While it is possible to repair or even replace a crumbling foundation, it’s not a quick (or cheap) fix.
Walls & Framing
A home’s walls must be strong enough to provide stability and structure and to withstand wind and other elements. While things like paint color and decorative trim are incredibly easy to change, it’s a lot more work if the framing itself is crooked or leaning.
Furthermore, a home inspector will be able to tell when cracks in a wall are merely cosmetic issues or a sign of something larger, such as a sinkhole.
With most of the electrical system hidden behind the walls, there could be problems lurking that you’d never discover without a thorough, professional home inspection.
Frayed, outdated, or improperly installed wiring is not only a code violation, it’s a fire hazard.
Like your wiring, the vast majority of the plumbing is hidden behind the walls. And while faulty pipes aren’t a fire hazard, they do put a home at risk.
Leaky pipes—especially ones that you don’t see—are a huge expense. Water intrusion can damage foundations, cause mold, attract pests, and rack up a giant repair bill.
Let’s face it, central air conditioning is what makes living in Florida possible. If the HVAC system isn’t functioning, neither you nor anyone else will be able to live in the home comfortably. Experts recommend that even vacant homes should be kept no higher than 80°F to prevent mold and mildew growth.
As we’ve mentioned before, not all “black” mold is toxic. However, even a relatively benign strain of mold can cause a musty odor (not to mention, it just looks gross). If you will have to pay for a mold remediation before you can move in, that’s something you’ll want to be aware of.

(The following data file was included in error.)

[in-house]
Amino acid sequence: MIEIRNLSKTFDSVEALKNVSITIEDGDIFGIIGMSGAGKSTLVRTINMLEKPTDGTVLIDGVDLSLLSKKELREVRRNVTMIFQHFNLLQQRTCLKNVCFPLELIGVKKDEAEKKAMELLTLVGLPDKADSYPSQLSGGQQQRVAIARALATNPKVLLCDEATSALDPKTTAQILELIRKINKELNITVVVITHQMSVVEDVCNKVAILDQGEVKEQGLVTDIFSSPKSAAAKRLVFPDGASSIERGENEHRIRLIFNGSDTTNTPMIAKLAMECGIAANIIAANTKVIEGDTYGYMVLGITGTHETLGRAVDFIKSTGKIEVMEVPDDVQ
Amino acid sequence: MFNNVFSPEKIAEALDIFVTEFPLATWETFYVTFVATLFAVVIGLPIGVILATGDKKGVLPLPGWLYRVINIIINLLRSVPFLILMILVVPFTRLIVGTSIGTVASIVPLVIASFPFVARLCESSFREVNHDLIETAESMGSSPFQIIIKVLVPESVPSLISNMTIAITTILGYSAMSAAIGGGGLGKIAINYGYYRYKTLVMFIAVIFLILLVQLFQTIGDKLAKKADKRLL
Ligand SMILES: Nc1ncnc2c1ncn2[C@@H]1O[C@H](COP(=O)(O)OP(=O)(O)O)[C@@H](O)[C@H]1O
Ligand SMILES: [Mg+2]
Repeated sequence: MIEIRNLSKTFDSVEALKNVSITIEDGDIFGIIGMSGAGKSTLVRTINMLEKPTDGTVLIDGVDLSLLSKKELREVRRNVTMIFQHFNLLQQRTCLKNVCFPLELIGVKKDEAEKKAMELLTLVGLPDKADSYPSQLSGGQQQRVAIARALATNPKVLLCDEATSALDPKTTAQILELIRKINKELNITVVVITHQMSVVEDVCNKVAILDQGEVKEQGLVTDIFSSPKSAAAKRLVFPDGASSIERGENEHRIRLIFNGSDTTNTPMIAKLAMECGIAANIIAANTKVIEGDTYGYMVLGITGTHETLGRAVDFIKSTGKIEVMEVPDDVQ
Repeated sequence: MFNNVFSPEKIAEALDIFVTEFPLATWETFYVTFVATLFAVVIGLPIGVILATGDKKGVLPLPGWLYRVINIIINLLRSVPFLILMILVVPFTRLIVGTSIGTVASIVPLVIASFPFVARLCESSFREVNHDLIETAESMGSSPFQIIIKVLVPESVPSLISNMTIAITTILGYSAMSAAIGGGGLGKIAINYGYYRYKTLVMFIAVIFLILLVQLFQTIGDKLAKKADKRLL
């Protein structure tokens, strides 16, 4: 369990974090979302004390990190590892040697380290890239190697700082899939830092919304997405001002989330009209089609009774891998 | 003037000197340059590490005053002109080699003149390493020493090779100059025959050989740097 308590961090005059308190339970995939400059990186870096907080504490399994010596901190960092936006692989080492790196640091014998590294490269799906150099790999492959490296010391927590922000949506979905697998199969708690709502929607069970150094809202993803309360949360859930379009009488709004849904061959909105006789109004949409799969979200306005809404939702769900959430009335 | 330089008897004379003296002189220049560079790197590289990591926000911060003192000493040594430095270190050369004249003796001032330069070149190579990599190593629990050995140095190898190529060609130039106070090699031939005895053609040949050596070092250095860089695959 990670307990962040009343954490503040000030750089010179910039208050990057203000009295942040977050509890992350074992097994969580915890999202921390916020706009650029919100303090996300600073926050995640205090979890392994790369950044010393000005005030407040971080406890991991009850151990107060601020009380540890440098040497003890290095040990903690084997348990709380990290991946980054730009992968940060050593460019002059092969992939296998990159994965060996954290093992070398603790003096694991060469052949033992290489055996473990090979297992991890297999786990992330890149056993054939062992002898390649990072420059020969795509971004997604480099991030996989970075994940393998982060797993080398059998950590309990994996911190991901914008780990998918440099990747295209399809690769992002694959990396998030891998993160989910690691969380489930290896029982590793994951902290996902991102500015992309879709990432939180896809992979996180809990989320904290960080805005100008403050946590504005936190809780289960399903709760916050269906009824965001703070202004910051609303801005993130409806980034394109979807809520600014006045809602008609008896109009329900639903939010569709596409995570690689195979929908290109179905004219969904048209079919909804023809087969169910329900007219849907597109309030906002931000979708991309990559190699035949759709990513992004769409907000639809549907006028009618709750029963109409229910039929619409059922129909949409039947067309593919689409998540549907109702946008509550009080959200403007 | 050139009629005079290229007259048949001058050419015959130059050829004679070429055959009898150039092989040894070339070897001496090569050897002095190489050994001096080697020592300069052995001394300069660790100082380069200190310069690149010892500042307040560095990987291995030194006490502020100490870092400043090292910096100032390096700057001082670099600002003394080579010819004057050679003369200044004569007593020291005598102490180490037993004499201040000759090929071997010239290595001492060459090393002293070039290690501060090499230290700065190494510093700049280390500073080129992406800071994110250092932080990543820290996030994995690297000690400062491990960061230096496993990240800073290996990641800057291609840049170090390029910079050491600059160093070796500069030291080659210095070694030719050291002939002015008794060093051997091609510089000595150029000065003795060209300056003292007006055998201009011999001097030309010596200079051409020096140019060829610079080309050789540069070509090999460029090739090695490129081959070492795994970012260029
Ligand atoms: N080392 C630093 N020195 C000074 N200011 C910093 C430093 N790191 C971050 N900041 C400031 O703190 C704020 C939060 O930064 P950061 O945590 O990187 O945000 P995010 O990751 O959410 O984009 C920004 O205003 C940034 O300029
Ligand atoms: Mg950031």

Termites and Pests
Even if your home is constructed from concrete blocks, termites and other wood-destroying organisms are a big deal. Nearly every home uses some form of wood framing, if not in the walls, at least in the roof.
There are plenty of products available on the market for treating a termite infestation yourself but frankly, none of these methods work. You will have to pay for professional termite control as quickly as possible (termites never sleep).
What To Do Next
Just because the inspection report shows an issue with the roof or foundation doesn’t mean you need to walk away from the house (unless your lender doesn’t approve the loan, that is).
If the home inspection uncovers problems, you can renegotiate your offer so that you have some funds leftover to fix the issues.
At EDC, we always recommend that home buyers negotiate for a lower sale price rather than asking the seller to fix the problems before closing. When you give the seller control over how the repairs are completed, you relinquish all control over your future home. In our opinion, it is much better to choose contractors and products yourself so that you can do your due diligence and make sure you are getting quality service.
Once you have the inspection report, do some research to gather an estimate of the repair costs. (Your inspector may be able to provide you with cost estimates.)
The Right Home Inspector Matters
Any number of these issues could cause a home buyer to want to back out of the deal. But a home inspection is only as good as the inspector.
An inspector who charges a rock bottom price but misses the water damage deteriorating the foundation is a waste of your time and money. Look for an expert who can give you the most thorough and accurate report on a home so you can make a decision with all the facts.